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Egyptian Senet

Egyptian Senet

One of the earliest known board games, Senet was played in 3100 BC and loved by Queen Nefertari and the Pharaoh Tutankhamun.

Played using a longboard having three rows of ten squares each, the players used a combination of luck and strategy to rush to the end of the board while blocking the other player from doing so. The game achieved a ritualistic, crystal ball-like significance among the people of Egypt.

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Chess

Chess

Originating from the ancient Indian war strategy game called Chaturanga, the game of Chess had pieces resembling kings, queens, infantry, cavalry, chariots and elephants moving in diverse patterns on the square chessboard. The early version also had an element of chance, which was eliminated from modern chess.

A later version of the game, called Shatranj resembles modern chess and had the Queen piece as the most powerful of all pieces, reflecting on the rise of the empowered female royals of the 15th and 16th century.

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Ludus Latrunculorum

Ludus Latrunculorum

A variant of the ancient Greek game Petteia, this two-player strategy game was popular in ancient Rome. The board game had a grid of varying sizes, as documented in the first century BC.

A primitive combination of checkers and chess, Ludus Latrunculorum, also known as Latrunculi had the players moving backwards and sideways in the grid with the aim of surrounding an isolated enemy player. Its exact rules remain unclear.

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Nine Men’s Morris

Nine Men’s Morris

Resembling the game of modern-day checkers, Nine Men’s Morris was first played in 1400 BC in medieval Europe.

It had players directing nine ‘men’ across a grid, and combining three pieces of men together captured a man from the other side. The game was mentioned in Shakespeare’s A Midsummer Night’s Dream.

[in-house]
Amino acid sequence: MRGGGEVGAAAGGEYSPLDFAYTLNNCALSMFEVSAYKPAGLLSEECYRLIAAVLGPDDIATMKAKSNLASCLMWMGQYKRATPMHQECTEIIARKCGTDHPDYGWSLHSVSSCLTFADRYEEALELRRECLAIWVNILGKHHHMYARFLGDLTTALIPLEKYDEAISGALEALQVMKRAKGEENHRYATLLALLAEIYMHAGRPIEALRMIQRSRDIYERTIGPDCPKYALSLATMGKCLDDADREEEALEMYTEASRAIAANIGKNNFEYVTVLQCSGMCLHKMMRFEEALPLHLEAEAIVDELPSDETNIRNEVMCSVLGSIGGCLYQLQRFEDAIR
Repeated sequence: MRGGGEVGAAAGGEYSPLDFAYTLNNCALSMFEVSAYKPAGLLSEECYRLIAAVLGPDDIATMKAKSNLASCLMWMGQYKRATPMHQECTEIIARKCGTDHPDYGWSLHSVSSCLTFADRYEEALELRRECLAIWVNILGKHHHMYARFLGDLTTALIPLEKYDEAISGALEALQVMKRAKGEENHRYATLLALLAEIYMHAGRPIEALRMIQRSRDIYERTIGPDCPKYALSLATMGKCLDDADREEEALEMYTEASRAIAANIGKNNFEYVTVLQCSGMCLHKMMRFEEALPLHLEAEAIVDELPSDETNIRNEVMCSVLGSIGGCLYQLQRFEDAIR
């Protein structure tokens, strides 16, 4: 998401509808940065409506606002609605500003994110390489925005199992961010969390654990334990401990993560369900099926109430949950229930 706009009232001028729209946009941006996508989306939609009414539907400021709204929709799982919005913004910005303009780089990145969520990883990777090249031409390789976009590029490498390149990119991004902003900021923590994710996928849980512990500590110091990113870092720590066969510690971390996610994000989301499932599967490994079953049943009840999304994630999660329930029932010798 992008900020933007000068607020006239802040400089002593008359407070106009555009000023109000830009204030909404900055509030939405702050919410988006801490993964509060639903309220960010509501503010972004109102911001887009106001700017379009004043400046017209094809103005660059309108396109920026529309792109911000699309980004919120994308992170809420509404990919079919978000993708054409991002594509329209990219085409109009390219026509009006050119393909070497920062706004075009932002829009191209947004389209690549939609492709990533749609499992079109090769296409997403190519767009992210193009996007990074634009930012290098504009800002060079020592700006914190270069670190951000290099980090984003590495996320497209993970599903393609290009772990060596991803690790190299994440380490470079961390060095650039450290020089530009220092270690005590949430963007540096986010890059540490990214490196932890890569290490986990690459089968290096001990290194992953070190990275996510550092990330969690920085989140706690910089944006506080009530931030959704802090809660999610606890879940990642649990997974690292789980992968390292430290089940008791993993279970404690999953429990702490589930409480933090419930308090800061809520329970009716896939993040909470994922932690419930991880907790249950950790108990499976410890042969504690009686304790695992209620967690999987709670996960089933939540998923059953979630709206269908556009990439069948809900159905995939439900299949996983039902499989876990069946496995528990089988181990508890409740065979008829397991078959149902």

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Backgammon

Backgammon

  • A two-player game with thirty pieces on the board, Backgammon had the objective to get each player to remove, or ‘bear off’ all of their pieces off the board.
  • Skill and luck are mixed potently in this board game featuring twenty-four triangles, with many historians writing about the game’s origins being The Game Of Ur.
  • Widely played in Asia, the Middle East and the Mediterranean, Backgammon had about twenty-five versions and names like Tric-Trac, Irish, and Bräde.

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Go: The Game

Go: The Game

  • Arising 3000 years ago in China by the name of Weiqi, Go is a game of territorial occupation and is deceptively complex.
  • Players play using stones in a 19 by-19 square grid and have to capture enemy pieces while controlling maximum territory. Japan further developed the game and it is now among the most sophisticated board games, at par with Chess.
  • Go was considered one of the four arts that the Chinese scholars were required to learn and even had four schools established for its study back in the 17th century.

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The Royal Game Of Ur